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Truckers across Russia began nationwide protests against the Platon road-tax system in late 2015. 

The Russian government has pinned the "foreign agent" label on a long-haul truckers organization that has been holding protests against a road tax since 2015.

The Justice Ministry said on December 1 that a surprise inspection of the United Truckers of Russia's documents revealed evidence that it "carries out the functions of a foreign agent."

The ministry's brief statement gave no further explanation and did not name any country or foreign organization that was allegedly funding the group.

The NGO was established after truckers across Russia began nationwide protests against the Platon road-tax system in late 2015.

United Truckers head Andrei Bazhutin said last month that the group plans to start a new series of protests in mid-December, ahead of the registration of candidates for Russia's March 18 presidential election.

A 2012 law requires any NGO that receives funding from abroad and is deemed to be engaged in political activity to formally register as a "foreign agent." A 2014 amendment enables the Justice Ministry to place groups on the list itself.

Russian and international human rights organizations have said the law was introduced to silence independent voices.

They describe it as part of a clampdown on dissent under President Vladimir Putin, who is expected to secure a new six-year term in the election.

With reporting by Meduza
Murad Dzhuraev (left) was recently released from prison after 21 years behind bars.

Uzbek President Shavkat Mirziyoev has issued a decree emphasizing that evidence obtained under torture is inadmissible in the Central Asian country's courts.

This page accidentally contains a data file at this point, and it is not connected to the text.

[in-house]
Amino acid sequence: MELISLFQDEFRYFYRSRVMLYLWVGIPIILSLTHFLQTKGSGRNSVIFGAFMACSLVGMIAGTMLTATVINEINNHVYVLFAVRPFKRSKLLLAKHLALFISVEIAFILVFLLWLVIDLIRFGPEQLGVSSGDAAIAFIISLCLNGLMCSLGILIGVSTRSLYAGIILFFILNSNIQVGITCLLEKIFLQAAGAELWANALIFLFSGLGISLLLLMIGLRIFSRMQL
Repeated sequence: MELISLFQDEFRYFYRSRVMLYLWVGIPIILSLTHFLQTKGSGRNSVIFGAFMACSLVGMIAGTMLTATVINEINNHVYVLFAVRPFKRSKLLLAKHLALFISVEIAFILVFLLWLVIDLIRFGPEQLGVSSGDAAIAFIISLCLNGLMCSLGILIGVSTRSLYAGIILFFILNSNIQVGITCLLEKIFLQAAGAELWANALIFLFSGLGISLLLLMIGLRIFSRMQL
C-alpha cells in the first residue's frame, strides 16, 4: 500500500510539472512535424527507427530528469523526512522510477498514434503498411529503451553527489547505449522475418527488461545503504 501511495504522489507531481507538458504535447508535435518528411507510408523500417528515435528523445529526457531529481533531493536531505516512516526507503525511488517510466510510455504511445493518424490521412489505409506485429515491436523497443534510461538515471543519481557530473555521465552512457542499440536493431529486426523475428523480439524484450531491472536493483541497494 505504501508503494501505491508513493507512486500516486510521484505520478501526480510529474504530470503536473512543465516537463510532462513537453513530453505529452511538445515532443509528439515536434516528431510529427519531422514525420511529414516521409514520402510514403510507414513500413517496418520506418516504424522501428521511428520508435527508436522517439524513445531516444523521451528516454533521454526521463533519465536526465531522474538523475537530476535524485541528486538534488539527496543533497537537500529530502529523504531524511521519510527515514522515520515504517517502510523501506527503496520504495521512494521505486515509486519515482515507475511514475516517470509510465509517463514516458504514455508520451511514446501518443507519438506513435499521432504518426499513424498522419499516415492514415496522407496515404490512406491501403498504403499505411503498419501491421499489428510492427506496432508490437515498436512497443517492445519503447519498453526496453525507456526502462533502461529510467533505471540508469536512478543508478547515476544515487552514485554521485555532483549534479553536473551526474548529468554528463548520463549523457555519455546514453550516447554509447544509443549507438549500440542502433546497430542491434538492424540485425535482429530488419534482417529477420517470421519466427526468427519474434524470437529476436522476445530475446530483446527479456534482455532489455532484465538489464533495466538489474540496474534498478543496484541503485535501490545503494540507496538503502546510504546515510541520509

The November 30 decree follows years of international concerns about torture in Uzbekistan and accusations by rights groups that abuse at the hands of the authorities is widespread in its police stations, jails, and prisons.

The order states that evidence obtained by investigators through "torture, psychological and physical pressure and other cruel, inhumane methods that humiliate the dignity of parties in criminal cases or their close relatives" cannot be admissible in court.

It also says that information obtained from suspects and defendants in other ways that violate their rights is inadmissible, and that law enforcement authorities are obliged to explain people's rights to them when involving them in a criminal case.

Mirziyoev has vowed to improve Uzbekistan's poor human rights record since he came to power in September 2016, after the death of longtime autocrat Islam Karimov.

The decree mentions that 191 defendants were acquitted in Uzbek courts in the last 10 months, while only seven acquittals were registered in the five years before that.

In recent months, several public figures, journalists, and politicians jailed on what rights activists say were politically motivated charges have been released.

In October, Human Rights Watch (HRW) said that Uzbek authorities had taken "some positive steps" during Mirziyoev's first year in office and called for "sustainable" improvements in human rights.

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"Watchdog" is a blog with a singular mission -- to monitor the latest developments concerning human rights, civil society, and press freedom. We'll pay particular attention to reports concerning countries in RFE/RL's broadcast region.

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